Ok, we just used our lasso to crop out the
still water in our overlay, but we were not very neat and need to
"touch" it up. The screenshot below will show some areas where we
need to clean up.
|Select the "Paintbrush"
from the toolbar menu. I have it circled in the example. Make sure
the controls palette is open and look at the example for the
settings I chose for the brush tip. I generally use "round" for the
tip, "1" for size, "marker" for brush tip, and 100 for the other
settings. I'll use a larger tip size for bigger areas. Feel free to
experiment with these options to what suits you. Before beginning to
paint, make sure the foreground in the color palette (circled on
example) is the same color as the area we cropped out. Use the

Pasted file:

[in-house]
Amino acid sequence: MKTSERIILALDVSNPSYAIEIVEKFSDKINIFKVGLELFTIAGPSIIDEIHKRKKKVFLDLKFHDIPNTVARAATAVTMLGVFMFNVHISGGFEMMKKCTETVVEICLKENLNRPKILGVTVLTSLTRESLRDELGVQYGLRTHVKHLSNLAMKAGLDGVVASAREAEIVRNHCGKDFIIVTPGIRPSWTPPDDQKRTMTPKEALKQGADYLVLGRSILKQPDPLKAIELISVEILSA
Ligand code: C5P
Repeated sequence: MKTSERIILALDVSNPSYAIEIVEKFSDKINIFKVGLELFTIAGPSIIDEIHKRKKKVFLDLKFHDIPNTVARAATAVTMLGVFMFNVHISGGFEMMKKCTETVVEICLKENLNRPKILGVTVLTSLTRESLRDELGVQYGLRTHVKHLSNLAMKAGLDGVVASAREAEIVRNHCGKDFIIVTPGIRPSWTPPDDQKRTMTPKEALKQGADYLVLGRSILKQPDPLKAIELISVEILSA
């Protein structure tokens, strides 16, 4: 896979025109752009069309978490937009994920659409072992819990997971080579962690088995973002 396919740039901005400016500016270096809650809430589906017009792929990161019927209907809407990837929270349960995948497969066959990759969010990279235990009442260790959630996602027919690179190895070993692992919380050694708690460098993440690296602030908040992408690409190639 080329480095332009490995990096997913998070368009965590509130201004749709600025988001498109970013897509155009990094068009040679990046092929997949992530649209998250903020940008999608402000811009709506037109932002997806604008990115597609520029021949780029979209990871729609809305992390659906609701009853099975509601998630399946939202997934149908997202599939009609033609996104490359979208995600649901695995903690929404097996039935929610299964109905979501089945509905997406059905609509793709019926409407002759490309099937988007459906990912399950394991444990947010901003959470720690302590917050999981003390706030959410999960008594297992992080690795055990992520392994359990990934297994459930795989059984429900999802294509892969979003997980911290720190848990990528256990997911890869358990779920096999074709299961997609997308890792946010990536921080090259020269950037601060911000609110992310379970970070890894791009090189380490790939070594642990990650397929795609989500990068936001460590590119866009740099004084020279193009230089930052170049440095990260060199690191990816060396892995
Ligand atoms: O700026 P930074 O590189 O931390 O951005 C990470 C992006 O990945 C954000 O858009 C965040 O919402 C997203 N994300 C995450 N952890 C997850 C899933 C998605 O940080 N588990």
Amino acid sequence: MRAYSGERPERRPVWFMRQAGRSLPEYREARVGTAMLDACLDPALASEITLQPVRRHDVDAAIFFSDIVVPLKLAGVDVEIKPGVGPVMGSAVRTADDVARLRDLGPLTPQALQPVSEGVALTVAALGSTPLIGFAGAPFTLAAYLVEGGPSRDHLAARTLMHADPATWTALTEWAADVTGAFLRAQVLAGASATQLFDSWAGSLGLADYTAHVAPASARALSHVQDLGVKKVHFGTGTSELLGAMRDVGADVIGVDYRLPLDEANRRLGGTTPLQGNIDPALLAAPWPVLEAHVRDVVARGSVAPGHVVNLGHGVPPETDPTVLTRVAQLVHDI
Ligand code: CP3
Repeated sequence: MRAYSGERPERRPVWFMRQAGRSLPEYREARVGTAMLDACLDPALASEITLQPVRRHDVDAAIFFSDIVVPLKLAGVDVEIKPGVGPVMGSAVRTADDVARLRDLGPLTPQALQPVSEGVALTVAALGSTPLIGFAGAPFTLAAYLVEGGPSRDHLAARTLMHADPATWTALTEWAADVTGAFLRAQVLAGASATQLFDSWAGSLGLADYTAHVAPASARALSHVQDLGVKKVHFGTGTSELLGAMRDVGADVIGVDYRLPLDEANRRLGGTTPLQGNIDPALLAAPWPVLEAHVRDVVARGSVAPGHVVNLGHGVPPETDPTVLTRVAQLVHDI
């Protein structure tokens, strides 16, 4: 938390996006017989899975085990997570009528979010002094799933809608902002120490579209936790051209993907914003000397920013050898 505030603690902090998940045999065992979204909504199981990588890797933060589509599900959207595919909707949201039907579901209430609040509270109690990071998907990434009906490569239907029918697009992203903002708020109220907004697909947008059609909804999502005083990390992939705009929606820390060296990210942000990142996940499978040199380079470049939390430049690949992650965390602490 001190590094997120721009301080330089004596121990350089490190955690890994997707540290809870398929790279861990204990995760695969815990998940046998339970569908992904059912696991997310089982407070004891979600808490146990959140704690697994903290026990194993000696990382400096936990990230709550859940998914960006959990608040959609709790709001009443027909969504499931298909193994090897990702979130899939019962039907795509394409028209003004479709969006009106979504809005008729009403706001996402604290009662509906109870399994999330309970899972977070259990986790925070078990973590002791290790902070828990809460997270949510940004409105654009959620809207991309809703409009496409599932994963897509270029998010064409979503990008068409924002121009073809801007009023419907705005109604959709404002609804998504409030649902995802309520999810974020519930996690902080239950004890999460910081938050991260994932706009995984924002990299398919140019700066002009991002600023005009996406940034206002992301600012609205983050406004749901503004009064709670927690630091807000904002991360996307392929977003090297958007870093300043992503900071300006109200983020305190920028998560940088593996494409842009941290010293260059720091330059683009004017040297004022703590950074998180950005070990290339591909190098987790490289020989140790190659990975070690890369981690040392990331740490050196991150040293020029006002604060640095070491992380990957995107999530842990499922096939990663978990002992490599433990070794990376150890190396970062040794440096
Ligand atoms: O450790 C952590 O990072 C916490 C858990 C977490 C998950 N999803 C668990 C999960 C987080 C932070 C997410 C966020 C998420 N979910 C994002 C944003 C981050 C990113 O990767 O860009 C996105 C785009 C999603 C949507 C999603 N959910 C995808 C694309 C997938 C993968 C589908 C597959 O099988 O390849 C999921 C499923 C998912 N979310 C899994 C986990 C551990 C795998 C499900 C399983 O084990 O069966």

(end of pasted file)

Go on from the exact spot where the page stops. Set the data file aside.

"eyedropper" (step 2) if you need to change the color. The active
foreground is the color that will appear on your "canvas" when you
Ok, let's start painting. If your image is small or if your eyes
are as bad as mine, you may want to magnify, or zoom your image.
Select the magnifying glass from the toolbar. It's the icon that
looks like a magnifying glass and should be the second icon from the
left. Left click your image once to zoom it in. Each left click
increases the zoom even more and right clicking zooms it out. Once
you're ready, select your paintbrush again. Use the left mouse
button and start touching up the areas you missed with the lasso.
Each click paints a pixel the size of the paintbrush. If you are
brave, hold down the mouse button and drag your mouse for quicker
painting. Do a little bit at a time, and check your image in normal
size. I'd suggest saving your image every few minutes in case you
botch it up. Trust me, it happens as this takes a lot of practice
and patience. I touched up the above example so it looks like the
|Almost done! ... Save your
image and let's move on to STEP
4 to make the final adjustment, change the overlay image to
a transparent gif, and then put it all together.